Josh

GameboyRMH
GameboyRMH GRM+ Memberand Dork
6/2/08 1:03 p.m.

Plasmas are only good if you want a huge screen that doesn't need to last long and cost is not an issue. Get a DLP or an LCD, whatever looks and costs best to you - just keep in mind that LCDs are better on power and are less likely to crap out on you entirely than a DLP, but LCDs can also get dead pixels.

Chris_V
Chris_V SuperDork
6/2/08 1:06 p.m.

I have a panasonic 50" DLP that is now about 3 years old. Absolutely love it. it was teh top of the line model then and is still a great set, especially when watching BluRay movies.

The viewing angle is actually wider than you can get to in the room. Some DLPs are not this way. Look at them carefully in the store to tell. And DLP picture is vastly different from manufacturer to manufacturer. I spent a lot of time looking at various TVs with various input sources to decide. Personal preference in picture is really more important than some esoteric set of specs, as long as you get the basics down.

carguy123
carguy123 Reader
6/2/08 1:14 p.m.

Don't bother with a DLP, after you've seen a few LCDs hung on the wall and all the space that saves you then you will begin to think of your DLP as big and clunky which will make you buy a new TV much sooner than if you'd just bought the LCD now.

Do NOT buy a Phillips LCD. I have had 2 and will be returning the second one today. The picture is great, but they have a sound issue. It's all muddy. You will be hard pressed to pick out the voices from the background noise. We just about wear out the rewind button on the DVR playing and replaying the sound trying to understand what is being said.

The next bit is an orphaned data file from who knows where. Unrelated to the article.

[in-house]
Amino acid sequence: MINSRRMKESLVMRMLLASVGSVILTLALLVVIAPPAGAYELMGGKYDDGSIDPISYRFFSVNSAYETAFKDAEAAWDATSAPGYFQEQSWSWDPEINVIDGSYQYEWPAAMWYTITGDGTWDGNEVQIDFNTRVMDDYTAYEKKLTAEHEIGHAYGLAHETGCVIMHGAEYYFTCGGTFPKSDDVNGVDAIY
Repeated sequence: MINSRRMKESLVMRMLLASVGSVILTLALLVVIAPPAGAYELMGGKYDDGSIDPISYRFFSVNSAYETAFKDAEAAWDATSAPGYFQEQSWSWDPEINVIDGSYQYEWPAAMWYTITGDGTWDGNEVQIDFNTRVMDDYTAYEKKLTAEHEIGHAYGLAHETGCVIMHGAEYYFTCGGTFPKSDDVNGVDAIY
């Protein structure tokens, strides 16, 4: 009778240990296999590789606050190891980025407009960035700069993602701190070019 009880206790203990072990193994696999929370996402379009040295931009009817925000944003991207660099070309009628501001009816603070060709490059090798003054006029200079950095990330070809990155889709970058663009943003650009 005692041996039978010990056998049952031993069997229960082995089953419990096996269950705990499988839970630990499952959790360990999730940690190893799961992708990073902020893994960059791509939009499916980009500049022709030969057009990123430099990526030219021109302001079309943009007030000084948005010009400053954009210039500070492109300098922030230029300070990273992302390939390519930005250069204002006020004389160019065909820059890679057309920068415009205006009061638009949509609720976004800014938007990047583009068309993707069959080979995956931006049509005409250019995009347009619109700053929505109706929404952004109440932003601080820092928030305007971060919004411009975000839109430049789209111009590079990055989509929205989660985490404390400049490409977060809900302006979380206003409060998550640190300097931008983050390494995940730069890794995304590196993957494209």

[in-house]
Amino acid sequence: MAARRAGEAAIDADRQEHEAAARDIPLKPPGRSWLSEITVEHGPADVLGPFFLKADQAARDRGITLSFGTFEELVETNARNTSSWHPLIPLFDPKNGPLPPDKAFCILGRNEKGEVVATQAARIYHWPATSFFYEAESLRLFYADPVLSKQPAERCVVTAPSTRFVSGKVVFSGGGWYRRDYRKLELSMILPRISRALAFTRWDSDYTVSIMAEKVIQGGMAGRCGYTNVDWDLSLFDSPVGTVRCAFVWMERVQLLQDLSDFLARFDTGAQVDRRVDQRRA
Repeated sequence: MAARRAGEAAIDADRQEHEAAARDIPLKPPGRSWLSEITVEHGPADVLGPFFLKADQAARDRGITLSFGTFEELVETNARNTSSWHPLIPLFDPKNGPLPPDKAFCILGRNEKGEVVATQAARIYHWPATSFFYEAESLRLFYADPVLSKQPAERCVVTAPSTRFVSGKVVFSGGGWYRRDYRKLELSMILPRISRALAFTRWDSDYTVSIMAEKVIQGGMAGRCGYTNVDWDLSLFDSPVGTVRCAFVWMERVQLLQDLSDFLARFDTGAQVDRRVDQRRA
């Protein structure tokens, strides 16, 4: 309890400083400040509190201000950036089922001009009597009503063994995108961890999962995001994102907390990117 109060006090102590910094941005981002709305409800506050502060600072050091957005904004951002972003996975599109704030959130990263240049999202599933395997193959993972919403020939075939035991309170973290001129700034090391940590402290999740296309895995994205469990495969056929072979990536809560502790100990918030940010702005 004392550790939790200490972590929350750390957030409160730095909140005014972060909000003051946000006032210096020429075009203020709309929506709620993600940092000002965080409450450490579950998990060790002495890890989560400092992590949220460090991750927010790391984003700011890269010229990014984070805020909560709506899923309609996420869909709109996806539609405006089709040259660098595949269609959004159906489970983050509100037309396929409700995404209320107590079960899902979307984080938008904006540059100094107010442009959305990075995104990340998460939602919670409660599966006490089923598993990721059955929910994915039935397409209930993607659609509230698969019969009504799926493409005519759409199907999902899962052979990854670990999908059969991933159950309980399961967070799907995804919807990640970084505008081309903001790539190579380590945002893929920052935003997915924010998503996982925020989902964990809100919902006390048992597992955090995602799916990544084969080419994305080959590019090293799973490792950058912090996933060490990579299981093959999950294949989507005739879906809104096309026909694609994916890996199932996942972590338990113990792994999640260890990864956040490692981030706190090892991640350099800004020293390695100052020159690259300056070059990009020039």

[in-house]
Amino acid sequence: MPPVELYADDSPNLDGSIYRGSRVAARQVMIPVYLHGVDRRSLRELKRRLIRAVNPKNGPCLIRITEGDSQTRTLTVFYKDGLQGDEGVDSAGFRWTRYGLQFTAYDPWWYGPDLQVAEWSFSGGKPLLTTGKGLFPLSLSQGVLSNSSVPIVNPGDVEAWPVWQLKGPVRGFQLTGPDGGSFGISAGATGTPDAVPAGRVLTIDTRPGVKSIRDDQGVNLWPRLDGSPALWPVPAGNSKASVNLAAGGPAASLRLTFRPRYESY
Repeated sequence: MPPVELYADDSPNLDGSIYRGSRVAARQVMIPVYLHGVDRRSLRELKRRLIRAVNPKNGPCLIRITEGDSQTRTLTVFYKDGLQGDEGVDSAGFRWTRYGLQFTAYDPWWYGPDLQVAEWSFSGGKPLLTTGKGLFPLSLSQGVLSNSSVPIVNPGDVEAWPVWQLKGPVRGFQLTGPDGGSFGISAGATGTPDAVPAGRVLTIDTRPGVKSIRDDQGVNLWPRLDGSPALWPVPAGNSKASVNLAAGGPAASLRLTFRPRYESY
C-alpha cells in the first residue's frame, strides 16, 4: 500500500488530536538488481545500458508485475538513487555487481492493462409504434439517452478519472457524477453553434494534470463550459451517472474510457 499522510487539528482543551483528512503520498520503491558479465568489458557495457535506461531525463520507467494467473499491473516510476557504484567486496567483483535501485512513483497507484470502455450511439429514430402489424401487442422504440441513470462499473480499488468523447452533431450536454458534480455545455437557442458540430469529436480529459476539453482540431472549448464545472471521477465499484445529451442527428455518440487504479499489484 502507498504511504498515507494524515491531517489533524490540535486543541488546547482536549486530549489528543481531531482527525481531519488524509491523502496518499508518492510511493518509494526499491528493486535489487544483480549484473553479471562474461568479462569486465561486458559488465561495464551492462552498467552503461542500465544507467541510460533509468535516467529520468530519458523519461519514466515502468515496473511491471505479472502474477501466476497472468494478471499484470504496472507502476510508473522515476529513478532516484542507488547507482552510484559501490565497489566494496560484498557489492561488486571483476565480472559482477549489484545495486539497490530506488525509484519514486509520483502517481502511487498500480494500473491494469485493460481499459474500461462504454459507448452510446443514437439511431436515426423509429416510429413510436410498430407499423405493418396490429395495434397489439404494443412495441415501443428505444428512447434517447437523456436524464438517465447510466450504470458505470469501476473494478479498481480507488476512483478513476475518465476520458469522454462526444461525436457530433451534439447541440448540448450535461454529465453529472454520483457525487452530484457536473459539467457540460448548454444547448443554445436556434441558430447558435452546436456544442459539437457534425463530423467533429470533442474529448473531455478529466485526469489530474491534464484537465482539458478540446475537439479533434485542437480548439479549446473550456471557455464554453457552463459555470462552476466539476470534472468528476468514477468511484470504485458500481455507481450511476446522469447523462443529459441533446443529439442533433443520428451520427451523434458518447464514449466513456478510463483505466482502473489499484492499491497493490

Sony has a Voice accentuation mode that really makes things clear.

fastEddie
fastEddie Dork
6/2/08 1:14 p.m.

Chris, how is the brightness of your DLP given the amount of lighting shown in the room above? The room where mine will be going is similarly bright during the day and that is a concern.

Jensenman
Jensenman SuperDork
6/2/08 1:20 p.m.

The Sony I bought is plenty bright for high light situations and as noted it's hard to get to a shallow enough angle for it to 'wash out'. I've been happy with everything except on a non HD broadcast the picture is just average. On HD it's super sharp and clean.

slefain
slefain Dork
6/2/08 1:29 p.m.

None of the above. Get a projector. Prices have gotten stupid cheap. I have only $625 in my projecter (Epson Powerlite Home 20).

I have one wall of my living room painted white. I watch the news at 60" wide (4:3 format) and movies at 87" wide (16:9 format). Those measurements are width, not diagonal. No huge hulking box hogging my living room when I'm not watching TV, just a small grey box sitting between some books on a shelf, and some speakers hanging on the walls. As a bonus, I have my Mac Mini plumbed in on the VGA port. Thanks to my wi-fi setup, I can watch an insane amount of TV shows freely available on the web. Use a wireless keyboard/mouse like I do and you'll never notice the Mini chugging away behind the books on the shelf.